The HCD is crucial and can alleviate stress and anxiety about how difficult decisions involving medical care should be dealt with if and when they are warranted. This would include the use of feeding tubes and other medical procedures that may prolong life but not sustain quality of life, especially if a patient is in a terminal condition. Also, the definition of terminal condition can and should be spelled out in the HCD, so all parties know what constitutes terminal and when that condition has occurred.
DIY documents: a false sense of security
Several legal websites offer forms online. If you’re thinking of going that route, I suggest you think twice. Quite frankly, a Power of Attorney and Health Care Directive are too important for DIY-ing despite what various websites may tell you. In fact, going online could actually give you a false sense of security. The truth is if you don’t follow certain states’ laws precisely, you may find out all too late that the documents are invalid or unenforceable. In that event, the hospital, bank, landlord, etc. could simply refuse to deal with you. At a time when every minute counts, you might have to resort to court intervention (e.g., filing a motion or some other court application for an emergency action) to get the authority you need. Even uncontested applications could take a court weeks to decide. This type of delay is unacceptable in an emergency.
While there are cross-state similarities for these documents, there is no truly uniform Power of Attorney or Health Care Directive. Though an internet search will get you many different forms, they are of varying quality. Is the form you choose acceptable in the state in which your kid’s college is located? What’s more, even if it says it applies, can you trust it?
Additionally, many states have their own formalities regarding document signing. Does the document require notary or witness signatures? And in the case of witnesses, is one sufficient or do you need two? Also, is an original wet-ink signature required, or will a copy do? There’s not a parent who wants to face any of these complications during a potentially challenging time.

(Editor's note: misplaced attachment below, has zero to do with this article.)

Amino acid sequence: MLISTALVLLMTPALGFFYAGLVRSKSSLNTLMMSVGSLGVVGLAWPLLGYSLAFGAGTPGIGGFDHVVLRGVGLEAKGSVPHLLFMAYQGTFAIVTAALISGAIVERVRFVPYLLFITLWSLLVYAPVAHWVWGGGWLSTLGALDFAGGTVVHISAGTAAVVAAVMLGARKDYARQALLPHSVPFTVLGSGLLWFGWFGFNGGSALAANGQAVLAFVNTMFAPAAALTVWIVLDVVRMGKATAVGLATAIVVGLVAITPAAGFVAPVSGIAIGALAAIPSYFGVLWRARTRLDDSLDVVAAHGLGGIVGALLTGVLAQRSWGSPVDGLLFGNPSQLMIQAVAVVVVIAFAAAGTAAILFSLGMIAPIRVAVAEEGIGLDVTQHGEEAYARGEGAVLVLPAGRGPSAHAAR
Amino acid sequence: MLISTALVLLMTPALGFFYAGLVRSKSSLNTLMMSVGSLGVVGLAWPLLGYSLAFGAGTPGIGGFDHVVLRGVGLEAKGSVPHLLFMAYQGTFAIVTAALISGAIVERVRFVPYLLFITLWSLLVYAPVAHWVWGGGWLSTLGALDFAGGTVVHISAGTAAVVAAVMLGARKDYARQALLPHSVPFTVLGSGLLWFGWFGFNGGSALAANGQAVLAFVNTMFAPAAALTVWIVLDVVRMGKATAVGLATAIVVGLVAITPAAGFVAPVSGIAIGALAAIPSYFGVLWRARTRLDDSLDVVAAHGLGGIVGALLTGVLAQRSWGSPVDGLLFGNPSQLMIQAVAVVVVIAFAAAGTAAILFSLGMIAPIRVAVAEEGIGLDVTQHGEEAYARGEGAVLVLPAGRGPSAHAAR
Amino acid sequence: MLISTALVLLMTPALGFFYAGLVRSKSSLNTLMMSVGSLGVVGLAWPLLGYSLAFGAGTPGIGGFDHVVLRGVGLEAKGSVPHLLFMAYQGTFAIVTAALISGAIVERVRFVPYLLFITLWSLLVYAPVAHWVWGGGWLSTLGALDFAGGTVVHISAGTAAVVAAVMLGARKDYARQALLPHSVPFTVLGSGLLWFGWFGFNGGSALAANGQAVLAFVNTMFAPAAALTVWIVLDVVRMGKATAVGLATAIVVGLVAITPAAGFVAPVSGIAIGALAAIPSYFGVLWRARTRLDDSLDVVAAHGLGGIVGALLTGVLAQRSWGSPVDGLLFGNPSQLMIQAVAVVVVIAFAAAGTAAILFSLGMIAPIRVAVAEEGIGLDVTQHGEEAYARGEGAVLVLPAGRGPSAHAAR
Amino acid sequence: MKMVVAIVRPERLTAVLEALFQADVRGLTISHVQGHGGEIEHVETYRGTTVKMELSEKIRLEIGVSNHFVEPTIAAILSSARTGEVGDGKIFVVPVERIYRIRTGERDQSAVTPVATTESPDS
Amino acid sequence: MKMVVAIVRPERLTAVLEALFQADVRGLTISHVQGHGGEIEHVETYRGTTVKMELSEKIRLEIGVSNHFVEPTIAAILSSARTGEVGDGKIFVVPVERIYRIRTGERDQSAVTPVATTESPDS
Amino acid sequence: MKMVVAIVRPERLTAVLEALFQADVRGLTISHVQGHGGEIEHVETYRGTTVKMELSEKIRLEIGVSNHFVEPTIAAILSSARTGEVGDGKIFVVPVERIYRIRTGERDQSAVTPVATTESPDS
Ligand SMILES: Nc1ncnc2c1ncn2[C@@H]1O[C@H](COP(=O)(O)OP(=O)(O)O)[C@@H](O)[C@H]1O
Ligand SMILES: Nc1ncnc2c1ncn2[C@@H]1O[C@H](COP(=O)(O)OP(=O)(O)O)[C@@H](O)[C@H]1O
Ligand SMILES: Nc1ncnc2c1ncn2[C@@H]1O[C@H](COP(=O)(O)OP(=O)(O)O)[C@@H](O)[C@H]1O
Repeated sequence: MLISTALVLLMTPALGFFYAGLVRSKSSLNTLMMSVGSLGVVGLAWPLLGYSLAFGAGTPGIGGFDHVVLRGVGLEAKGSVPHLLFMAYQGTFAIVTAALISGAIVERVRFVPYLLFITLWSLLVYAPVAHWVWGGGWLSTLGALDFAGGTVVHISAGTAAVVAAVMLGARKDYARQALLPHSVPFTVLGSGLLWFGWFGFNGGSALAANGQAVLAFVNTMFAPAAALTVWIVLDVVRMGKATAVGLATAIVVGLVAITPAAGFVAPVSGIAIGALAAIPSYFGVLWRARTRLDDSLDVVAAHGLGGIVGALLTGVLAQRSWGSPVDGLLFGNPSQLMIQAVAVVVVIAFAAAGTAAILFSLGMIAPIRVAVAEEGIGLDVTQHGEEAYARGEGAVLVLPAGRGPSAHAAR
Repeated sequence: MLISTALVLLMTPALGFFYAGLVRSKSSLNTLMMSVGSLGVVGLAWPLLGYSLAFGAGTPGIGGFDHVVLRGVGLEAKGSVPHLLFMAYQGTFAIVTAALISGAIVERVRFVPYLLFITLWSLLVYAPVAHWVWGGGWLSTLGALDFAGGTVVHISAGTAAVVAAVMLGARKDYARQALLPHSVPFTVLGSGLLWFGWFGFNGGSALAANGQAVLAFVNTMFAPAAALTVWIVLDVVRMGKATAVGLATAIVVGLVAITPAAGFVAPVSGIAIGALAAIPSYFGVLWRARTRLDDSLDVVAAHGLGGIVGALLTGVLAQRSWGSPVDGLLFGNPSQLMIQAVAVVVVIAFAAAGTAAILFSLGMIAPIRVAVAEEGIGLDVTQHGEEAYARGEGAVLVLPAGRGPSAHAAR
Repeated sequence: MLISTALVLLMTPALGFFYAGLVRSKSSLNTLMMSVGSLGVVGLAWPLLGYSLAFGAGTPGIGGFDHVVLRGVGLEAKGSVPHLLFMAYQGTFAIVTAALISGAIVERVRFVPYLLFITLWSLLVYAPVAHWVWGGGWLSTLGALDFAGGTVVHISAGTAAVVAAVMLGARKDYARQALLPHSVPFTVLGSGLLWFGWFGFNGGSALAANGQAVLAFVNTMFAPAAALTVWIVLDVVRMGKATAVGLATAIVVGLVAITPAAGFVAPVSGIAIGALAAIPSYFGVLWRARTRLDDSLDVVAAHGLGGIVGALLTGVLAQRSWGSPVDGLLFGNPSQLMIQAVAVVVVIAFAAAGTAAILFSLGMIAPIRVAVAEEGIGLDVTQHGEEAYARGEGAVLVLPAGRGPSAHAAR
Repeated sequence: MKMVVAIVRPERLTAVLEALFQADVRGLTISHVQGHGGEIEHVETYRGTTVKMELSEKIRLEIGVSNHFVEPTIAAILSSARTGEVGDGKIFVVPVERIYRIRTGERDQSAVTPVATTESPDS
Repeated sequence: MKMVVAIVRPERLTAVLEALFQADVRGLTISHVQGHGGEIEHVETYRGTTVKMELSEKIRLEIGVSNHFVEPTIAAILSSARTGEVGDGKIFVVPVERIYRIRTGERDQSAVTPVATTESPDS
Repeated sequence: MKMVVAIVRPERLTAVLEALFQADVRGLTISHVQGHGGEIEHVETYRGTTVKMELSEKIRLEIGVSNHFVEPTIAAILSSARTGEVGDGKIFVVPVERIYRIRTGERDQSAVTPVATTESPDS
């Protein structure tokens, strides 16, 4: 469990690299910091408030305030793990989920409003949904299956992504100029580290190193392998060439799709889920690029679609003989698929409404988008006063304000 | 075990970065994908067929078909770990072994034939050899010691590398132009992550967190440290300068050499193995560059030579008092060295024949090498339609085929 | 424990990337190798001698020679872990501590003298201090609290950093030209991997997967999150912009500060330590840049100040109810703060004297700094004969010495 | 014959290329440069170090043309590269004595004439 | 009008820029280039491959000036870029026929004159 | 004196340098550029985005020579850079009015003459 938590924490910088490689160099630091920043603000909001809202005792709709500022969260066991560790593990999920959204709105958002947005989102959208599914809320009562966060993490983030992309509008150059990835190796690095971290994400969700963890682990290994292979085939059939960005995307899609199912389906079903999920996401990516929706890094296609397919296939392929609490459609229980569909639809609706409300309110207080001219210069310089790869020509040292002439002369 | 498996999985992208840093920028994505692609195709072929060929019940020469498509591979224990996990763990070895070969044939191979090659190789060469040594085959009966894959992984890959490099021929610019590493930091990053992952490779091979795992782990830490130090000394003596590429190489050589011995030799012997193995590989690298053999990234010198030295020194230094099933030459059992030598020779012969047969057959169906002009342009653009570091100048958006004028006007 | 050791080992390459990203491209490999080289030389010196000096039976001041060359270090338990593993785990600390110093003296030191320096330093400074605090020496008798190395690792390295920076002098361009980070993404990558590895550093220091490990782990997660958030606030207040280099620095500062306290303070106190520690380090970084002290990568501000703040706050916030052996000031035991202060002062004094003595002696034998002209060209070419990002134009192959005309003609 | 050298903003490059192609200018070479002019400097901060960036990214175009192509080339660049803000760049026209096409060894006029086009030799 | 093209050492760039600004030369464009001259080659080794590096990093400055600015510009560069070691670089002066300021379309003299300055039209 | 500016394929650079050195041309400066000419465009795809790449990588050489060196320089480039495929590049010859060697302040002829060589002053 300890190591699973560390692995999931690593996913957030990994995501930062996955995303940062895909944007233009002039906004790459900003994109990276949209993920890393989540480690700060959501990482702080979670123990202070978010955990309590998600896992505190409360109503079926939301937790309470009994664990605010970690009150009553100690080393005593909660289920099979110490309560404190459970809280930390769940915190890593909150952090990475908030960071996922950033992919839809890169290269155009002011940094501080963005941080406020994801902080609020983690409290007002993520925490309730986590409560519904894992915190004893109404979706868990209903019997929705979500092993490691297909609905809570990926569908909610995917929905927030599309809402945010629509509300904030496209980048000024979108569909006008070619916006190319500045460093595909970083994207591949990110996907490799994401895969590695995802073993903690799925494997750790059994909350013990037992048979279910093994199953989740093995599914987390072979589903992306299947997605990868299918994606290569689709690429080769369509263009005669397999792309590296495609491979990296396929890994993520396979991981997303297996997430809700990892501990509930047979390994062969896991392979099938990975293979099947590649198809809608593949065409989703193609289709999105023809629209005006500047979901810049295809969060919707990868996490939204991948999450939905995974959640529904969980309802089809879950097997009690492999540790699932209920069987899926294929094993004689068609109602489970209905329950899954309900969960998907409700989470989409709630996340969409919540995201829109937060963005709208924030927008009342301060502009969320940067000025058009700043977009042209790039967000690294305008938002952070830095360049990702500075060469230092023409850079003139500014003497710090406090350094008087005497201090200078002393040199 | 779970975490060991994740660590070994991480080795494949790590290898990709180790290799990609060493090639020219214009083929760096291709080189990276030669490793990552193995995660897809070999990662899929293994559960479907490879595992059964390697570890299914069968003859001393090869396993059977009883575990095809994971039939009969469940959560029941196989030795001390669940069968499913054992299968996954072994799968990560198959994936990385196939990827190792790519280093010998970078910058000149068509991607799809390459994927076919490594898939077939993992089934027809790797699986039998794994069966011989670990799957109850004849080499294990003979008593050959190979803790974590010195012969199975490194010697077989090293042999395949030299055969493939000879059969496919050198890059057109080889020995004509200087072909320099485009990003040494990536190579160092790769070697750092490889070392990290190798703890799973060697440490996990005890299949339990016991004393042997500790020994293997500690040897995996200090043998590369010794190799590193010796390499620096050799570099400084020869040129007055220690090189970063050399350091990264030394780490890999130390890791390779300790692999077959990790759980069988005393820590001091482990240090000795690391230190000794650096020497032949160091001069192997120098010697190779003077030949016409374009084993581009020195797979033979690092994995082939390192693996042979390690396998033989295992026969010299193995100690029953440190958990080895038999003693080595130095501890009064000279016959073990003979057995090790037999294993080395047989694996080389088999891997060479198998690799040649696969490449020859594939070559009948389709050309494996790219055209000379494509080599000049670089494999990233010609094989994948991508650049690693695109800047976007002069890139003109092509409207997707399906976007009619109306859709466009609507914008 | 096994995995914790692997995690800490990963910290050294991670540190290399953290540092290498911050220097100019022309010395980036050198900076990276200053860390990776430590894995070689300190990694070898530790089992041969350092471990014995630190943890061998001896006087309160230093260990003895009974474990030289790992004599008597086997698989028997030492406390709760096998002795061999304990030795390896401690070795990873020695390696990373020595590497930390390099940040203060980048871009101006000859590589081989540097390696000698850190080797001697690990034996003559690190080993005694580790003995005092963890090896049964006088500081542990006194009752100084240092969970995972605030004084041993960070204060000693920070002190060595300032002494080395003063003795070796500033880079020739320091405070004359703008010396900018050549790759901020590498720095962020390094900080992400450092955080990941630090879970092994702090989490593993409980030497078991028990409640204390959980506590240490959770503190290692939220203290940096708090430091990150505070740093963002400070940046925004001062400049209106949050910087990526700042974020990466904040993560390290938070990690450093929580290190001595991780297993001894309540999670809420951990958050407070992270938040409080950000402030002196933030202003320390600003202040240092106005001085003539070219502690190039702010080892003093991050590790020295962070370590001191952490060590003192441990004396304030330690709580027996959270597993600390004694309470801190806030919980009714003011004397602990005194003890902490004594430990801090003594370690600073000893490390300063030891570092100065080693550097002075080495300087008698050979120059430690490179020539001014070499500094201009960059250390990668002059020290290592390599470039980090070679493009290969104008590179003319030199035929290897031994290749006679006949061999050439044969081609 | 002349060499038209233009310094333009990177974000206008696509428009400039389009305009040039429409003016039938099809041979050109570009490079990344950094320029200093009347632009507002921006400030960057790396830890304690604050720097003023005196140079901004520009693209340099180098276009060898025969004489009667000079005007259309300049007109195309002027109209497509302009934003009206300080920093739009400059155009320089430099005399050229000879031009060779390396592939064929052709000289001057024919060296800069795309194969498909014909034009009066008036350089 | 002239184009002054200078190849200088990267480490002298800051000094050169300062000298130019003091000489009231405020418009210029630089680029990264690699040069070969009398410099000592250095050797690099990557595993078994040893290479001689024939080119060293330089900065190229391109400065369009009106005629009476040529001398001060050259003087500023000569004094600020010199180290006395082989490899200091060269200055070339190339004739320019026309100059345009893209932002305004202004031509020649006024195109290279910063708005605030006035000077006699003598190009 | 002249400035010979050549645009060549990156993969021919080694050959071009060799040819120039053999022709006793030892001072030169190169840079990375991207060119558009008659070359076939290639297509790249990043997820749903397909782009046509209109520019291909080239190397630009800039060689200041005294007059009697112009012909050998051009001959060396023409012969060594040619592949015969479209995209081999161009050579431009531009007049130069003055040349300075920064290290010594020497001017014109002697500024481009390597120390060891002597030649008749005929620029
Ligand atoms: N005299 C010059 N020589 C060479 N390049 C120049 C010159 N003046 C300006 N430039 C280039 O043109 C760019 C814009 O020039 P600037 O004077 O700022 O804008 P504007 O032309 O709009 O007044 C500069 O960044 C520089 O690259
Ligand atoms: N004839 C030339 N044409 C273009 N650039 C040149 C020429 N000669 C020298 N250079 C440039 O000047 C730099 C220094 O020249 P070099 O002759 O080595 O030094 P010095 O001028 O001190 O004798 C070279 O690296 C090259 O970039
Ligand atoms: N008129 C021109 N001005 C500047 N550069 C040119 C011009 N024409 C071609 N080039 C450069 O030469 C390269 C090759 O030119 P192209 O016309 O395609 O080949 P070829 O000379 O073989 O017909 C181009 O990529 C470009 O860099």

Don’t leave matters to chance: seek out an estate attorney
It is wise, then, to work with an estate planning attorney. He or she knows the specifics of this area of law, and also the idiosyncrasies of the particular jurisdiction in which your son or daughter plans to attend school. Only then can you rest assured these important matters are being handled properly.
Still, the situation can be dicey. For one thing, your rising freshmen may be feeling the power of their new independent status. While you, no doubt, respect the pride they have in being on their own, you also care about their well-being.
Though you will likely be footing the legal bill, in reality your kid is the client. It’s important you set up a meeting between your youngster and your attorney, ideally without you present. Your attorney will need to make sure your son or daughter understands the value of these documents and how, when and why they go into effect. The face-to-face meeting also gives your lawyer the chance to evaluate the individual intentions and family relationships that could influence the situation. For example, an estranged relationship with a parent, divorce in the family or other scenarios could have a bearing on the preparation of the HCD and POA. But bottom line, as with all important decisions, clear communication between you and your youngster and your child and your attorney is imperative.
Privacy vs. real-world needs
Kids need to understand the important distinction between privacy and the need for the advocacy of a responsible party in critical situations. While your children have the right to maintain their privacy, the reality is that they, like all adults, can face health and financial issues that must be handled quickly.
Quite frankly, as a parent, you are the best person to be involved with your child’s medical and legal matters. But sometimes parent-child relationships are strained. If that is the case, your youngster can appoint another trusted adult such as an aunt, an uncle or an older sibling. In these cases, it’s also a good idea to name an alternate, because when duty calls, your child’s first choice may be unable or unwilling to serve in this role. The important outcome is always that your child has an appointed legal representative as an advocate in emergencies.
At The Nan Gallagher Law Group, LLC, our estate planning guidance is always crafted to serve your specific need. With high school graduation in the rear-view mirror and freshman year approaching, it’s time to put a Power of Attorney and Health Care Directive on your to-do list. You’ll have peace of mind, and ultimately your kids can feel confident knowing they have this added layer of security.
Call us at 973.998.8494 to schedule an appointment with Len Garza and execute these important documents.